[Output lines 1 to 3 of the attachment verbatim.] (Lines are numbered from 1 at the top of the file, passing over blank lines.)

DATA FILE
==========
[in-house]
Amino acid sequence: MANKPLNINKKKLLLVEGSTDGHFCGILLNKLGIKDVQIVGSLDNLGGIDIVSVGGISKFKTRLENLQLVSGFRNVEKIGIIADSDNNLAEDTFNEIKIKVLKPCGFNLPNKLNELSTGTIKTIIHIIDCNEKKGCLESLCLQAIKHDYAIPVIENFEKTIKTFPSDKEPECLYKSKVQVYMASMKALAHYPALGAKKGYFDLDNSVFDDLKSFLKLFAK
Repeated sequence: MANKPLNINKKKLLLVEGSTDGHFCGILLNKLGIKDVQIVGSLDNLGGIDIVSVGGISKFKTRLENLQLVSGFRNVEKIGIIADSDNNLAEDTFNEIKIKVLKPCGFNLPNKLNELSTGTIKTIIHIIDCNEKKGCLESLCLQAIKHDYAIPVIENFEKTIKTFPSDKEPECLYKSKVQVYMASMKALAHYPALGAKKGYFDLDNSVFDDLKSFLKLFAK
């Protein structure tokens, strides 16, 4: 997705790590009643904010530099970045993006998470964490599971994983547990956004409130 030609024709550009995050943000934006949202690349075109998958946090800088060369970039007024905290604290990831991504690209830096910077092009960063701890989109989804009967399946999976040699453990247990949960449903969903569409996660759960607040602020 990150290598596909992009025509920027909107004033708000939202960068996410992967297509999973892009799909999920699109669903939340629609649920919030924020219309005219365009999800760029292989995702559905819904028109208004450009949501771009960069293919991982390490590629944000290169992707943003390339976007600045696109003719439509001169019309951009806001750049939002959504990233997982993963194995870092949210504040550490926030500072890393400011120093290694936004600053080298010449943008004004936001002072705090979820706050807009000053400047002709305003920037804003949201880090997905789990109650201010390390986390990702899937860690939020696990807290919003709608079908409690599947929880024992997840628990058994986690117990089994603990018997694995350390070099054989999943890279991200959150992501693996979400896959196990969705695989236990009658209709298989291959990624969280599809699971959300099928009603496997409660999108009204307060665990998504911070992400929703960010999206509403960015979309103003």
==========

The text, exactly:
[in-house]
Amino acid sequence: MANKPLNINKKKLLLVEGSTDGHFCGILLNKLGIKDVQIVGSLDNLGGIDIVSVGGISKFKTRLENLQLVSGFRNVEKIGIIADSDNNLAEDTFNEIKIKVLKPCGFNLPNKLNELSTGTIKTIIHIIDCNEKKGCLESLCLQAIKHDYAIPVIENFEKTIKTFPSDKEPECLYKSKVQVYMASMKALAHYPALGAKKGYFDLDNSVFDDLKSFLKLFAK
Repeated sequence: MANKPLNINKKKLLLVEGSTDGHFCGILLNKLGIKDVQIVGSLDNLGGIDIVSVGGISKFKTRLENLQLVSGFRNVEKIGIIADSDNNLAEDTFNEIKIKVLKPCGFNLPNKLNELSTGTIKTIIHIIDCNEKKGCLESLCLQAIKHDYAIPVIENFEKTIKTFPSDKEPECLYKSKVQVYMASMKALAHYPALGAKKGYFDLDNSVFDDLKSFLKLFAK